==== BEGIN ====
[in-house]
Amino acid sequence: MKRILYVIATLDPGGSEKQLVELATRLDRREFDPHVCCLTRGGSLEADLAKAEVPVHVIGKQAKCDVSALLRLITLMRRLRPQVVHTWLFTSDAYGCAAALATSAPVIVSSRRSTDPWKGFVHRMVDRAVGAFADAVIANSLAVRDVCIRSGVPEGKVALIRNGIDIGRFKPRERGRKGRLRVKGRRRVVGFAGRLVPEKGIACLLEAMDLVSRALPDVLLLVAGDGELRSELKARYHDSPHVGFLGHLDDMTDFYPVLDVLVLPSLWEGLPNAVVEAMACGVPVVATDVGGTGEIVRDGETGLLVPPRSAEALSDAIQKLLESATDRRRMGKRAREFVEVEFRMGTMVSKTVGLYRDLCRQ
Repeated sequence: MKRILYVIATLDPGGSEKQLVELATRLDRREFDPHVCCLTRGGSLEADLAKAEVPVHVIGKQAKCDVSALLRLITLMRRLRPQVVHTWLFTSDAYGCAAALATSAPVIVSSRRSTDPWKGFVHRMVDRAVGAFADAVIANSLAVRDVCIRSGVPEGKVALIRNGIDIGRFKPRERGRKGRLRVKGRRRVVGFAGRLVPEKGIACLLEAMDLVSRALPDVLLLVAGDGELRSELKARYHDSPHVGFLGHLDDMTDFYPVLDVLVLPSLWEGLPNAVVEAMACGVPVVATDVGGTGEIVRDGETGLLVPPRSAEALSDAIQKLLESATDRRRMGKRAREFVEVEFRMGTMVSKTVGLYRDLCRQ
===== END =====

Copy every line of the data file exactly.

[in-house]
Amino acid sequence: MKRILYVIATLDPGGSEKQLVELATRLDRREFDPHVCCLTRGGSLEADLAKAEVPVHVIGKQAKCDVSALLRLITLMRRLRPQVVHTWLFTSDAYGCAAALATSAPVIVSSRRSTDPWKGFVHRMVDRAVGAFADAVIANSLAVRDVCIRSGVPEGKVALIRNGIDIGRFKPRERGRKGRLRVKGRRRVVGFAGRLVPEKGIACLLEAMDLVSRALPDVLLLVAGDGELRSELKARYHDSPHVGFLGHLDDMTDFYPVLDVLVLPSLWEGLPNAVVEAMACGVPVVATDVGGTGEIVRDGETGLLVPPRSAEALSDAIQKLLESATDRRRMGKRAREFVEVEFRMGTMVSKTVGLYRDLCRQ
Repeated sequence: MKRILYVIATLDPGGSEKQLVELATRLDRREFDPHVCCLTRGGSLEADLAKAEVPVHVIGKQAKCDVSALLRLITLMRRLRPQVVHTWLFTSDAYGCAAALATSAPVIVSSRRSTDPWKGFVHRMVDRAVGAFADAVIANSLAVRDVCIRSGVPEGKVALIRNGIDIGRFKPRERGRKGRLRVKGRRRVVGFAGRLVPEKGIACLLEAMDLVSRALPDVLLLVAGDGELRSELKARYHDSPHVGFLGHLDDMTDFYPVLDVLVLPSLWEGLPNAVVEAMACGVPVVATDVGGTGEIVRDGETGLLVPPRSAEALSDAIQKLLESATDRRRMGKRAREFVEVEFRMGTMVSKTVGLYRDLCRQ